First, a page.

Maker's Mark 46 Bourbon Whisky 750ml
All of the classic bourbon flavors are present, including strong hints of caramel, toasted oak, and vanilla, along with buttery toffee and a touch of fresh toasted cinnamon bread.
What makes Maker's Mark 46 different?
There are 2 main differences between Maker's 46 and Maker's Mark. The first is that the 46 is aged longer which mellows it out more while adding more flavor. The second is that seared French oak staves are seeped in the bourbon towards the end of it's additional aging process bringing out some even more flavors.
Is Maker's 46 a good bourbon?
Maker's 46 presents a really great, rich flavor profile that you don't often see in wheated bourbons, and one that I wish the standard Maker's Mark contained. If you're a fan of standard Maker's and can swing the $15 price premium, then this is a no brainer in my book.
What does the 46 mean in Maker's Mark?
The Maker's 46 name comes from the profile number Boswell assigned to the special seared staves. For the final finishing process, ten of these Number 46 staves are attached to the sides of barrels that previously held fully matured Maker's Mark.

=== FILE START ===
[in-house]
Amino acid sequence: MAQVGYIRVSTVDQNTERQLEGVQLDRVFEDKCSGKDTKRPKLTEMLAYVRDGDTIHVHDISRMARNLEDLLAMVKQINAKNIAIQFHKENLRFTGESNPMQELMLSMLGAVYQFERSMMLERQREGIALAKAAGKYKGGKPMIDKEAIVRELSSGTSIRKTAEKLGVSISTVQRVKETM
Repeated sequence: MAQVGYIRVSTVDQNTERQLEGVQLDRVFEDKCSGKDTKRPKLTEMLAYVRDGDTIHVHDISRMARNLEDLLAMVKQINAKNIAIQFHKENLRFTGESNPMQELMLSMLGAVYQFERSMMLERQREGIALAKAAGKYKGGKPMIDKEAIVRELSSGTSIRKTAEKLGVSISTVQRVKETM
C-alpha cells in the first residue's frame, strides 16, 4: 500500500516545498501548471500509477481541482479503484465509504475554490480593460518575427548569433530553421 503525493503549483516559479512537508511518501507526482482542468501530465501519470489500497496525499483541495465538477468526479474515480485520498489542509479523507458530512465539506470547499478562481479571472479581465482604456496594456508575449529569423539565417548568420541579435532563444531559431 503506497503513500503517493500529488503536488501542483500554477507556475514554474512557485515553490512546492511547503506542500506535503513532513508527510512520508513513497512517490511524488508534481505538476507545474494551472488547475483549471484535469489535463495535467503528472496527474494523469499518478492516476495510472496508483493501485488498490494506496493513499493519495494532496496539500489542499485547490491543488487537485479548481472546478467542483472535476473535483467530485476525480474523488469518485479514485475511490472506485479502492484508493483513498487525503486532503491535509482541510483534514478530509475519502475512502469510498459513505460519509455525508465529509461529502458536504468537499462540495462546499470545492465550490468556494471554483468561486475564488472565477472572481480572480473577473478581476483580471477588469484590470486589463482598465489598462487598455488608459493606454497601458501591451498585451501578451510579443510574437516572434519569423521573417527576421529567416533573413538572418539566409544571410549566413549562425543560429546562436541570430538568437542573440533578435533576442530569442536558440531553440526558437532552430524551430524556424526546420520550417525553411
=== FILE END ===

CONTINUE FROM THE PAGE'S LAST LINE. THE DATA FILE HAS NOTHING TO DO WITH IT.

The first bourbon in our wood-finishing series, Maker's Mark 46™ was created by Bill Samuels, Jr., to amplify the flavors he loves in Maker's Mark®. The innovative wood-stave-finishing process starts with fully matured Maker's Mark® at cask strength. We then insert 10 seared virgin French oak staves into the barrel and finish it for nine weeks in our limestone cellar. The result is Maker's Mark 46: bolder and more complex, but without the bitterness typical of longer-aged whiskies.
Maker’s 46 Manhattan
2 parts Maker's 46 Bourbon
1 part sweet vermouth
2 dashes aromatic bitters
Cherry for garnish
Combine ingredients over ice in a mixing glass. Stir and strain into a chilled cocktail glass neat or on the rocks. Garnish with a cherry